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Consider a random variable $X$ such that for all $\lambda\in R$, $E\left(e^{\lambda(X-\mu)}\right)\leq e^{0.5 \lambda^2\sigma^2}$. How do I show that $E(X)=\mu$?

What I have done is that, by $1+\lambda X\leq e^{\lambda X}$, we have $E(1+\lambda X)\leq E(e^{\lambda X})\leq e^{0.5\lambda^2\sigma^2+\lambda\mu}\implies$

$\lambda E(X)\leq e^{0.5\lambda^2\sigma^2+\lambda\mu}-1\implies E(X)\leq\frac{e^{0.5\lambda^2\sigma^2+\lambda\mu}-1}{\lambda},\;\forall \lambda>0$.

Then by L'Hopital's rule, we have $\lim_{\lambda\to 0}\frac{e^{0.5\lambda^2\sigma^2+\lambda\mu}-1}{\lambda}=\mu$. Thus, we have $E(X)\leq \mu$.

Next, since $1+\lambda X\leq e^{\lambda X}$ still holds for $\lambda<0$, the previous inequality $E(X)\leq\frac{e^{0.5\lambda^2\sigma^2+\lambda\mu}-1}{\lambda},\forall \lambda>0$ becomes $E(X)\geq\frac{e^{0.5\lambda^2\sigma^2+\lambda\mu}-1}{\lambda},\;\forall \lambda<0$. Thus, we have $E(X)\geq\mu$.

Thus, $E(X)=\mu$.

Is my proof correct?

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For fixed $\sigma^2, \mu \in \mathbb R$:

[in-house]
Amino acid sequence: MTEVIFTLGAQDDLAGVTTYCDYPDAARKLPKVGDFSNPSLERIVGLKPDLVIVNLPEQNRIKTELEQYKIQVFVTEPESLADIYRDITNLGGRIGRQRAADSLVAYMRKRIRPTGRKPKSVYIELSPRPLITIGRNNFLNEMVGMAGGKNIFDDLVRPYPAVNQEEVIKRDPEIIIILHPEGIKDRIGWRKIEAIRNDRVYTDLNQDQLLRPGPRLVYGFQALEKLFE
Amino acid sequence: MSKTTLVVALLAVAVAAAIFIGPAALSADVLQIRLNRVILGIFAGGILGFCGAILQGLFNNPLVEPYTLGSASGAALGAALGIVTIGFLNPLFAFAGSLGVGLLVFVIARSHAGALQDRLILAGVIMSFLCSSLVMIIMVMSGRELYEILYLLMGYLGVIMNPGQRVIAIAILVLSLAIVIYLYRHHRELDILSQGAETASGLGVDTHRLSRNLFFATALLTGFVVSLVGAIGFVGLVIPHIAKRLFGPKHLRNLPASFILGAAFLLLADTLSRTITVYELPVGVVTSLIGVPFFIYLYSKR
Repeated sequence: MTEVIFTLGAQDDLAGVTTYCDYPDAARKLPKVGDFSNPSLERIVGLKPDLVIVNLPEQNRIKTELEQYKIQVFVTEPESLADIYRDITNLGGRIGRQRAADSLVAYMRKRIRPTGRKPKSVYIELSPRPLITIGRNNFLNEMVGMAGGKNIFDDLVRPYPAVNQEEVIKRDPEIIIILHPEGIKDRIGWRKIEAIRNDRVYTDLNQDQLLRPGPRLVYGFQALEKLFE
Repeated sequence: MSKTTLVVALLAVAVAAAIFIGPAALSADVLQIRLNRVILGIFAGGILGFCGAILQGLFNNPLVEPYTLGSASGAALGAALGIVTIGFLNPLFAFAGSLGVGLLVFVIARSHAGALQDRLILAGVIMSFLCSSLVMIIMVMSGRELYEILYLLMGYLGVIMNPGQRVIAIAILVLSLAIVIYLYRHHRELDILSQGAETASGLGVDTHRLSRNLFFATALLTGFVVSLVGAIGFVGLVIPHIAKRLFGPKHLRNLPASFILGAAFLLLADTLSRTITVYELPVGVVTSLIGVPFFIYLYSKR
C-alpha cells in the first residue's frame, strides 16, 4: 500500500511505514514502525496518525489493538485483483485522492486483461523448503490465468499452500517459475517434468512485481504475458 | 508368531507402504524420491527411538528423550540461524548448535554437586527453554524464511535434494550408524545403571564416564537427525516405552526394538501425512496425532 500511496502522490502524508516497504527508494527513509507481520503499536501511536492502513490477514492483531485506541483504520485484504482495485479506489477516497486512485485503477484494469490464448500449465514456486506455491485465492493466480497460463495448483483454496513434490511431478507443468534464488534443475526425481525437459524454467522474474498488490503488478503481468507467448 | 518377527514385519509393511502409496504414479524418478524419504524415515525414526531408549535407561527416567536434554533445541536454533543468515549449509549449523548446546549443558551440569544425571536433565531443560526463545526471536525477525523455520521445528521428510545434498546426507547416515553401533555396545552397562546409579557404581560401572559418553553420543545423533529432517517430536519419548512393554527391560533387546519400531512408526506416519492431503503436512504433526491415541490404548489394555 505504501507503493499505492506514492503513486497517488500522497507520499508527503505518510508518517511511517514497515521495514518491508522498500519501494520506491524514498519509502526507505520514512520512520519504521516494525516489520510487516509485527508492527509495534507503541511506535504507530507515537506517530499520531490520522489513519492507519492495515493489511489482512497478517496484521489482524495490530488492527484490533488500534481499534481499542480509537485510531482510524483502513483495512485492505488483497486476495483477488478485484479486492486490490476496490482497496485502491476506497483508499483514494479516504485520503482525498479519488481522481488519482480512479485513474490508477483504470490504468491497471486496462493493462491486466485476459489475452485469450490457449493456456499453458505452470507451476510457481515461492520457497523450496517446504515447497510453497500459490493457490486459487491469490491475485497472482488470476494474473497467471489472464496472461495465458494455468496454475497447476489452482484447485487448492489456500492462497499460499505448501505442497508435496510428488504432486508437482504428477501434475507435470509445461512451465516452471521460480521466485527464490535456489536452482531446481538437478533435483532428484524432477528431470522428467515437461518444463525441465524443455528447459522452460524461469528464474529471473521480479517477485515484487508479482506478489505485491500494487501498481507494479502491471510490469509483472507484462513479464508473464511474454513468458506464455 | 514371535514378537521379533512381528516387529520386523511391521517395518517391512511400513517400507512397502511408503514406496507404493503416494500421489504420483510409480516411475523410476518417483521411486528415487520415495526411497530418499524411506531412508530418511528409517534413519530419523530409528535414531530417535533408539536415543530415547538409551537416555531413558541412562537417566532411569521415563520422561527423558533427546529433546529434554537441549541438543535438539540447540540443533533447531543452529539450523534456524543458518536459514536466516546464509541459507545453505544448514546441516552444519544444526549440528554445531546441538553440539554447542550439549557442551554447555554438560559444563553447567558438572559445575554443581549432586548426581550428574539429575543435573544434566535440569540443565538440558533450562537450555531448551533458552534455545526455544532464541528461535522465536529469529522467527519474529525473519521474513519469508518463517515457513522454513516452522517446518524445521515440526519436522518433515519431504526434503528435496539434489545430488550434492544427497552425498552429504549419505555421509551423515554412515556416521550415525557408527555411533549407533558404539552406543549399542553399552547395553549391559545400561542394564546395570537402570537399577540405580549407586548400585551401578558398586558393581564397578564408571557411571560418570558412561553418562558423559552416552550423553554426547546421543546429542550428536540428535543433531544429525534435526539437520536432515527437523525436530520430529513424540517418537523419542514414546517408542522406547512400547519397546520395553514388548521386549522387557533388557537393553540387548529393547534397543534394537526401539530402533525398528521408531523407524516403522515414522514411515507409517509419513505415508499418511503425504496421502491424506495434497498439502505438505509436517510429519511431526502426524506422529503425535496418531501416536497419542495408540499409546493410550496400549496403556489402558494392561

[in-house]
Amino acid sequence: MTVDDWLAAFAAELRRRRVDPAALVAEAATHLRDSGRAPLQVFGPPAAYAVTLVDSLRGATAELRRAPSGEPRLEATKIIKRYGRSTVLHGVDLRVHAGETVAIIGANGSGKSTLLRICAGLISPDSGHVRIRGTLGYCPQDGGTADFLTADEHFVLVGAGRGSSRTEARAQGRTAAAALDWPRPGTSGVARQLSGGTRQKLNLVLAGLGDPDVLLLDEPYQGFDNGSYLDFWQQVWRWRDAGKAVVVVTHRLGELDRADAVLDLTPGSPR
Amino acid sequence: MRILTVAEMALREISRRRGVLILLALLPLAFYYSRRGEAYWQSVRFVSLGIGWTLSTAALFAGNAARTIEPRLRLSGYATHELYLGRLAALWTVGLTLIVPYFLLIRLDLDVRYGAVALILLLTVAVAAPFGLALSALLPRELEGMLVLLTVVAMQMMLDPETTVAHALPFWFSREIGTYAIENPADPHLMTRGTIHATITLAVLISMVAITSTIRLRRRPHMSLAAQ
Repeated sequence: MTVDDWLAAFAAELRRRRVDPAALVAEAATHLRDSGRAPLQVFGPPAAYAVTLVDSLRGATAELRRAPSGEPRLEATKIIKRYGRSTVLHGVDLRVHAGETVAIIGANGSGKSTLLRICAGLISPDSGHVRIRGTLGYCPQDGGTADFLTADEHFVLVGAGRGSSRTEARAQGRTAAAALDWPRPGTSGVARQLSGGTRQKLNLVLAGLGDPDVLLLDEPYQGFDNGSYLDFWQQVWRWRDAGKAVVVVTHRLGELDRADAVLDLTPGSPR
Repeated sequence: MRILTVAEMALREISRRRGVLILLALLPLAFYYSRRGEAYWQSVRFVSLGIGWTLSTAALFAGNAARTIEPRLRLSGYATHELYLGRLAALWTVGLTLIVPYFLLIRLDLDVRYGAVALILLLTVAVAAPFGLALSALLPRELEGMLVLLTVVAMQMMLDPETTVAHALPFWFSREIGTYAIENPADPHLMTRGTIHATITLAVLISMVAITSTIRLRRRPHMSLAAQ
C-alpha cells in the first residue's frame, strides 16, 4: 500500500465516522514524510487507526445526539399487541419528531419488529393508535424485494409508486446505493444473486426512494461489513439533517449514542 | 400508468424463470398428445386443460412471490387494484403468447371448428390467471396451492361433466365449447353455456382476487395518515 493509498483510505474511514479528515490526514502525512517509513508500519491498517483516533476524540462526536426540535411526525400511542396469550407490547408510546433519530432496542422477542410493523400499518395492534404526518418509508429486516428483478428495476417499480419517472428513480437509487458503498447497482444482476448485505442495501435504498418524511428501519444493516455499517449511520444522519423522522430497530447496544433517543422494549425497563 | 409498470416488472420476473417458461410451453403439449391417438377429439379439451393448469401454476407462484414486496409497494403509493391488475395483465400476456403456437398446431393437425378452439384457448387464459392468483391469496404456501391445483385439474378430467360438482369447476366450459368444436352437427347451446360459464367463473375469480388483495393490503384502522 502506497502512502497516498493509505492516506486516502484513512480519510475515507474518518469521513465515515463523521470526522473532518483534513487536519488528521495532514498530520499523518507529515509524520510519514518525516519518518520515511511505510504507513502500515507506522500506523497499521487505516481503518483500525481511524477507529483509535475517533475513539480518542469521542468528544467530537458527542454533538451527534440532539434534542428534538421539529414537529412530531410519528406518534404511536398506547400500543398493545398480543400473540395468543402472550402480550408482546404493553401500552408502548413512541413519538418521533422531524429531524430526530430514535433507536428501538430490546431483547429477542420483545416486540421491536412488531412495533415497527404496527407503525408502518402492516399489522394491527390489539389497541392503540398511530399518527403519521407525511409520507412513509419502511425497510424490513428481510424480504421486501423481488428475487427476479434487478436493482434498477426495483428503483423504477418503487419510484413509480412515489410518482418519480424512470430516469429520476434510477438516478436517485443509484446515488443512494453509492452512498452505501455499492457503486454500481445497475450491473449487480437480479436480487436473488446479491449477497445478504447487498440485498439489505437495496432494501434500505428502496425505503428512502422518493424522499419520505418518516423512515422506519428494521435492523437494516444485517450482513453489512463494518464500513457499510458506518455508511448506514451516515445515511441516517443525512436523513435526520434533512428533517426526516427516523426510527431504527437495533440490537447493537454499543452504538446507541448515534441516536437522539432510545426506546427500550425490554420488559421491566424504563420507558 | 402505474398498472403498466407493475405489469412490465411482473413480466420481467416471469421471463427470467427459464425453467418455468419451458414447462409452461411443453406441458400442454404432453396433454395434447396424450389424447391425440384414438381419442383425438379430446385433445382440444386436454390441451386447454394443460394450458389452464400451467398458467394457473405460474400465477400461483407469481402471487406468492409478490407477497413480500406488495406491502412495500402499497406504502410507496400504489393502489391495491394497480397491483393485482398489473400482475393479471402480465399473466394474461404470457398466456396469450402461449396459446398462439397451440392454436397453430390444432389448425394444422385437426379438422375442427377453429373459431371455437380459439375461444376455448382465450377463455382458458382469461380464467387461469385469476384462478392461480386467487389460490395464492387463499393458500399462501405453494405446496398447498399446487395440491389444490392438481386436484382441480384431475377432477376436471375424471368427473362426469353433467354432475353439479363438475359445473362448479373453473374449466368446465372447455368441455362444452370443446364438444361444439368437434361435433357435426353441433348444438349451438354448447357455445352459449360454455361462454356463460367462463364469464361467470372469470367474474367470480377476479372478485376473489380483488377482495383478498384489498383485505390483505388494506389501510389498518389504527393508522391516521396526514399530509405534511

• the inequality $\mathop{\mathbb E}\left[e^{\lambda\left(X-\mu\right)}\right]\leq e^{0.5 \lambda^2\sigma^2}$ for all $\lambda \in \mathbb R$ implies existence of the moment-generating function of $X$ and hence existence (and finiteness) of $\mathop{\mathbb E}\left[X\right]$;

and you have shown that

  • if $\mathop{\mathbb E}\left[e^{\lambda\left(X-\mu\right)}\right]\leq e^{0.5 \lambda^2\sigma^2}$ for all $\lambda \in \mathbb R_{>0}$, then $\mathop{\mathbb E}\left[X\right] \leq \mu$ for all $\lambda \in \mathbb R_{>0}$
  • if $\mathop{\mathbb E}\left[e^{\lambda\left(X-\mu\right)}\right]\leq e^{0.5 \lambda^2\sigma^2}$ for all $\lambda \in \mathbb R_{<0}$, then $\mathop{\mathbb E}\left[X\right] \geq \mu$ for all $\lambda \in \mathbb R_{<0}$.

Can you conclude what you want to show from these three points?

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